"In theory, if I have given you a license and found you to be a law-abiding citizen, there's no reason for me to care what kind of gun you buy or how much ammunition you buy or what else you do, as long as it's legal," Alexandra Filindra, a political science professor at the University of Illinois, Chicago who studies gun laws, told ABC News.
Similarly, gun rights advocates have argued that regulation of ammunition infringes on their Second Amendment protections in the same manner that gun regulations do, since ammunition is a necessary part for operating a gun, Filindra said.
"The theory goes that essentially you are implicitly regulating gun ownership by taking away people's ammo," she said.
A network of gun rights groups, most notably the National Rifle Association, has fought ammunition regulation by framing it as an attack on gun ownership, the experts said.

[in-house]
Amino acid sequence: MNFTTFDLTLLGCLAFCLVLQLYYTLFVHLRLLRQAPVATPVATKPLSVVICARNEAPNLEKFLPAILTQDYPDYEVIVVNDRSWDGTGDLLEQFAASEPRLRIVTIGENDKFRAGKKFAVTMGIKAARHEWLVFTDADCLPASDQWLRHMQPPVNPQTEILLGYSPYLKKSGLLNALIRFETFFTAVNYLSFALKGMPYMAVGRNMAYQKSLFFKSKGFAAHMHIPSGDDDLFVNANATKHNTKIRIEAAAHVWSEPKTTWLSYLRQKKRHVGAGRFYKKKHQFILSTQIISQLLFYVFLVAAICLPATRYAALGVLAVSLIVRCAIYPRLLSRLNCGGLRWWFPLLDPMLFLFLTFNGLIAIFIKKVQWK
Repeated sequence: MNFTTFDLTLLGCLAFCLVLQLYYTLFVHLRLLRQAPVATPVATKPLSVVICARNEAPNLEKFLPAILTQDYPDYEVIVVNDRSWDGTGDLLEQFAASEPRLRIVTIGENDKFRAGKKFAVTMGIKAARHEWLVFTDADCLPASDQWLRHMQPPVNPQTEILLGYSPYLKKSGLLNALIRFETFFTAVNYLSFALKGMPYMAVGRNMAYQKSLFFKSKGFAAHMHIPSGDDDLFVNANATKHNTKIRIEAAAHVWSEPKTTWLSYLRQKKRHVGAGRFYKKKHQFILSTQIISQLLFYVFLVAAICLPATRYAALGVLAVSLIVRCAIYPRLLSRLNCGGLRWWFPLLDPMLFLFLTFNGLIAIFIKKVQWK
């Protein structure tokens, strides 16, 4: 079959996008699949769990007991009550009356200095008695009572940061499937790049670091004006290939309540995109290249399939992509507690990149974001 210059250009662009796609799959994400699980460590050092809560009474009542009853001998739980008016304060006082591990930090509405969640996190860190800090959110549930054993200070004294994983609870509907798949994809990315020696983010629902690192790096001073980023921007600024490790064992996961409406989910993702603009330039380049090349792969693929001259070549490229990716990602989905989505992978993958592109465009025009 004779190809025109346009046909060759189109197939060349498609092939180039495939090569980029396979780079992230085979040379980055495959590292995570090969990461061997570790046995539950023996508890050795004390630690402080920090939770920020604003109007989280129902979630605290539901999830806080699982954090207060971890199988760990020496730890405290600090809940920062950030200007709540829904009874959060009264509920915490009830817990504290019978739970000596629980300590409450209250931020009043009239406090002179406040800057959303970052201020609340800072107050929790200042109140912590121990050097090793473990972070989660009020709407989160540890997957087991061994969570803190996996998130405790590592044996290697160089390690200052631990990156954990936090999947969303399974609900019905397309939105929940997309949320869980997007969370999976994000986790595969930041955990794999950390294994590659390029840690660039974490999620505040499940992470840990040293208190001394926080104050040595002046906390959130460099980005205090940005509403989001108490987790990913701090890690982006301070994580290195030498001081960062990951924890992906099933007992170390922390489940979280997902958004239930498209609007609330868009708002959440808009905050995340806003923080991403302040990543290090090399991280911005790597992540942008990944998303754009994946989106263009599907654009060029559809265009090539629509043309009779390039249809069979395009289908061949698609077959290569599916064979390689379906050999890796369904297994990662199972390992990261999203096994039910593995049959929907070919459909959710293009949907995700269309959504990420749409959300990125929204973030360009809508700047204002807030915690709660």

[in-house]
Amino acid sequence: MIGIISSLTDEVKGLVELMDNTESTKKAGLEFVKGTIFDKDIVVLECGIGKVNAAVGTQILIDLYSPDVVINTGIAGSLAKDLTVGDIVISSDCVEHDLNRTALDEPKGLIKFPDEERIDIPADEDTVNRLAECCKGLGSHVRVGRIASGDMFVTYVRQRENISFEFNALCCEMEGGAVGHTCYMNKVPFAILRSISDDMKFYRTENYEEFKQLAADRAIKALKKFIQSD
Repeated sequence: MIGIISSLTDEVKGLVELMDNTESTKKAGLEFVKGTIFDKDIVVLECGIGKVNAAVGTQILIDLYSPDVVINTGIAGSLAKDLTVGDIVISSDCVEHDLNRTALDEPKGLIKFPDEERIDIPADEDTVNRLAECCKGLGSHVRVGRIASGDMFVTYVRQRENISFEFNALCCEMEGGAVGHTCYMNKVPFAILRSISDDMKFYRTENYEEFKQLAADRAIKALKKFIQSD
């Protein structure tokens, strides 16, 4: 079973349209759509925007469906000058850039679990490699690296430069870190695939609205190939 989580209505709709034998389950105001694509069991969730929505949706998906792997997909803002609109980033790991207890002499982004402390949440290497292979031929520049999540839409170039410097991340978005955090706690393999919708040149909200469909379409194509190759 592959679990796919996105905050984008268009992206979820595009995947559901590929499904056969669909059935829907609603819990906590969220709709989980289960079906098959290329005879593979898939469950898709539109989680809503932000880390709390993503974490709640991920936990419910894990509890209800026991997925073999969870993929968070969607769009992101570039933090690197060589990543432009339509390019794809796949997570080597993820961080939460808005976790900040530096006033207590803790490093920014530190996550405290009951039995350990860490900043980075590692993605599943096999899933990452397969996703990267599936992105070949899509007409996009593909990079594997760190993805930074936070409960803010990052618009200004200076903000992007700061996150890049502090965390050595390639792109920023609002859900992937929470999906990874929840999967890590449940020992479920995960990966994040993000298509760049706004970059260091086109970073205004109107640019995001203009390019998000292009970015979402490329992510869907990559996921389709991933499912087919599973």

"The same group standing in the way of gun safety reform is standing in the way of ammunition reform," said Ari Freilich, the state policy director at Giffords Law Center.
Some ammunition-related bills have been introduced in Congress. The Age 21 Act, put forward by Senator Dianne Feinstein, D-Calif., would raise the minimum age for buying assault rifles and high-capacity magazines from 18 to 21. Meanwhile, a bill in the House would require a license for all ammunition sellers and mandate that all ammunition sales take place in person.
Experts said that meaningful reform of ammunition laws is unlikely in the short term, but some said that incidents like the mass shooting in Uvalde make action more likely in the long term.
"A lot of people have woken up to how senselessly, dangerously reckless our lack of protections currently are," Freilich said.